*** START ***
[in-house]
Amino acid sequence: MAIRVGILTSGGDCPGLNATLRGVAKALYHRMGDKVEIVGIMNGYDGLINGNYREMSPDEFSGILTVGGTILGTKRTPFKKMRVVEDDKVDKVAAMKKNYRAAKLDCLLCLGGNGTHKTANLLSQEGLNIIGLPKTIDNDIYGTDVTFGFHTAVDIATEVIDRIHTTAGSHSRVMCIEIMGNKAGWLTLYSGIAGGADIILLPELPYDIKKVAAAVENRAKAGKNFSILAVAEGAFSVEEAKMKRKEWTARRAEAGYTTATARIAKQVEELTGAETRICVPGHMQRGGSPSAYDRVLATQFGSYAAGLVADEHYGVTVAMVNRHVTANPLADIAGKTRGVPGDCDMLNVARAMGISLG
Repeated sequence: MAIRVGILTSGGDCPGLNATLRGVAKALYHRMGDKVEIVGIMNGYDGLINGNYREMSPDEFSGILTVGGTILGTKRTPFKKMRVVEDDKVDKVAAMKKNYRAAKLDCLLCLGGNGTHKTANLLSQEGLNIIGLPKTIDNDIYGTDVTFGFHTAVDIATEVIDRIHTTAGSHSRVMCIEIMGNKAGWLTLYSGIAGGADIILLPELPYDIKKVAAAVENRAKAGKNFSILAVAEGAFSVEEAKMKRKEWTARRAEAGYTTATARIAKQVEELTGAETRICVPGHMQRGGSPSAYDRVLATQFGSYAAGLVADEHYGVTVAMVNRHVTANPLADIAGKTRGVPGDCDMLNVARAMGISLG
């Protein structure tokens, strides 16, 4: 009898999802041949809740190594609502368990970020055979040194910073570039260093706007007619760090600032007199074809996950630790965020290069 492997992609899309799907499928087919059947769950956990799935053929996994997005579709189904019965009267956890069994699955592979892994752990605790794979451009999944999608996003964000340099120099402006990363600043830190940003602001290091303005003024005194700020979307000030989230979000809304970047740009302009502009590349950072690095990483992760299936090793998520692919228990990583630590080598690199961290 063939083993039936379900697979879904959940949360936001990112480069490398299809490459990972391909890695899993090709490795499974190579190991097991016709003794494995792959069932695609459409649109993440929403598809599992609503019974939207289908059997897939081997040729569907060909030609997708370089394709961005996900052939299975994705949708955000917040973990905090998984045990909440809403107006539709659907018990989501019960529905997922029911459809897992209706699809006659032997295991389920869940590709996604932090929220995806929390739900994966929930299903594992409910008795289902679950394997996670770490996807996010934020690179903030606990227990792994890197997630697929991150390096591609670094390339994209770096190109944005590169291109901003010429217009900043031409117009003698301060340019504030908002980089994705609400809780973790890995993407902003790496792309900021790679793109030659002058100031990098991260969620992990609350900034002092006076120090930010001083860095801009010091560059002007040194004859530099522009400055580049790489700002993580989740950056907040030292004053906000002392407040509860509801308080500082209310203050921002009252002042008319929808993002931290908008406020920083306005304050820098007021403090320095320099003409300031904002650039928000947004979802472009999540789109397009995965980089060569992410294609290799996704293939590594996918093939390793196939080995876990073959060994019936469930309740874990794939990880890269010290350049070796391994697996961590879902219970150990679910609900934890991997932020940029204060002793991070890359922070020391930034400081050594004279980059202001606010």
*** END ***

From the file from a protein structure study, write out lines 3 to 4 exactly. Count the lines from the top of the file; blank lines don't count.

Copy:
Repeated sequence: MAIRVGILTSGGDCPGLNATLRGVAKALYHRMGDKVEIVGIMNGYDGLINGNYREMSPDEFSGILTVGGTILGTKRTPFKKMRVVEDDKVDKVAAMKKNYRAAKLDCLLCLGGNGTHKTANLLSQEGLNIIGLPKTIDNDIYGTDVTFGFHTAVDIATEVIDRIHTTAGSHSRVMCIEIMGNKAGWLTLYSGIAGGADIILLPELPYDIKKVAAAVENRAKAGKNFSILAVAEGAFSVEEAKMKRKEWTARRAEAGYTTATARIAKQVEELTGAETRICVPGHMQRGGSPSAYDRVLATQFGSYAAGLVADEHYGVTVAMVNRHVTANPLADIAGKTRGVPGDCDMLNVARAMGISLG
């Protein structure tokens, strides 16, 4: 009898999802041949809740190594609502368990970020055979040194910073570039260093706007007619760090600032007199074809996950630790965020290069 492997992609899309799907499928087919059947769950956990799935053929996994997005579709189904019965009267956890069994699955592979892994752990605790794979451009999944999608996003964000340099120099402006990363600043830190940003602001290091303005003024005194700020979307000030989230979000809304970047740009302009502009590349950072690095990483992760299936090793998520692919228990990583630590080598690199961290 063939083993039936379900697979879904959940949360936001990112480069490398299809490459990972391909890695899993090709490795499974190579190991097991016709003794494995792959069932695609459409649109993440929403598809599992609503019974939207289908059997897939081997040729569907060909030609997708370089394709961005996900052939299975994705949708955000917040973990905090998984045990909440809403107006539709659907018990989501019960529905997922029911459809897992209706699809006659032997295991389920869940590709996604932090929220995806929390739900994966929930299903594992409910008795289902679950394997996670770490996807996010934020690179903030606990227990792994890197997630697929991150390096591609670094390339994209770096190109944005590169291109901003010429217009900043031409117009003698301060340019504030908002980089994705609400809780973790890995993407902003790496792309900021790679793109030659002058100031990098991260969620992990609350900034002092006076120090930010001083860095801009010091560059002007040194004859530099522009400055580049790489700002993580989740950056907040030292004053906000002392407040509860509801308080500082209310203050921002009252002042008319929808993002931290908008406020920083306005304050820098007021403090320095320099003409300031904002650039928000947004979802472009999540789109397009995965980089060569992410294609290799996704293939590594996918093939390793196939080995876990073959060994019936469930309740874990794939990880890269010290350049070796391994697996961590879902219970150990679910609900934890991997932020940029204060002793991070890359922070020391930034400081050594004279980059202001606010």